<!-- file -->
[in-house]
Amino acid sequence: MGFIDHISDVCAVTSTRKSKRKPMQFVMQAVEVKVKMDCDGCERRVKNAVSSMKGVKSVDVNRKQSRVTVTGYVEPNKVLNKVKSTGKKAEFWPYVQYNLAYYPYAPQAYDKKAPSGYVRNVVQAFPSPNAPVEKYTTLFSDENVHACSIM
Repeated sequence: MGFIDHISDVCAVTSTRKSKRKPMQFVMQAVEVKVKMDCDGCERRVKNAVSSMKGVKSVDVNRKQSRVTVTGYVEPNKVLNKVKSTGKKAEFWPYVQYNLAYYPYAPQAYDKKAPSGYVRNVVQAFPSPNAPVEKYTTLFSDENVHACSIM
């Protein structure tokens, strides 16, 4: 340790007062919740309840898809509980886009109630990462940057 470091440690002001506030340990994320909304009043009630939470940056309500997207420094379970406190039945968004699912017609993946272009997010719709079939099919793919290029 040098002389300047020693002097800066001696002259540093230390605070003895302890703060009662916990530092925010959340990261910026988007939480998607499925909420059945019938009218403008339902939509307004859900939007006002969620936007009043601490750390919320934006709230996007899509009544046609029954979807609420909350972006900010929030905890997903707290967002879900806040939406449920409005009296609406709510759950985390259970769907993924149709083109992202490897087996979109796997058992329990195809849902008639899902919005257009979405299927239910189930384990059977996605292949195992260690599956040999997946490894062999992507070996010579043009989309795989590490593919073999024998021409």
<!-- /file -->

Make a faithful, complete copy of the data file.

[in-house]
Amino acid sequence: MGFIDHISDVCAVTSTRKSKRKPMQFVMQAVEVKVKMDCDGCERRVKNAVSSMKGVKSVDVNRKQSRVTVTGYVEPNKVLNKVKSTGKKAEFWPYVQYNLAYYPYAPQAYDKKAPSGYVRNVVQAFPSPNAPVEKYTTLFSDENVHACSIM
Repeated sequence: MGFIDHISDVCAVTSTRKSKRKPMQFVMQAVEVKVKMDCDGCERRVKNAVSSMKGVKSVDVNRKQSRVTVTGYVEPNKVLNKVKSTGKKAEFWPYVQYNLAYYPYAPQAYDKKAPSGYVRNVVQAFPSPNAPVEKYTTLFSDENVHACSIM
């Protein structure tokens, strides 16, 4: 340790007062919740309840898809509980886009109630990462940057 470091440690002001506030340990994320909304009043009630939470940056309500997207420094379970406190039945968004699912017609993946272009997010719709079939099919793919290029 040098002389300047020693002097800066001696002259540093230390605070003895302890703060009662916990530092925010959340990261910026988007939480998607499925909420059945019938009218403008339902939509307004859900939007006002969620936007009043601490750390919320934006709230996007899509009544046609029954979807609420909350972006900010929030905890997903707290967002879900806040939406449920409005009296609406709510759950985390259970769907993924149709083109992202490897087996979109796997058992329990195809849902008639899902919005257009979405299927239910189930384990059977996605292949195992260690599956040999997946490894062999992507070996010579043009989309795989590490593919073999024998021409």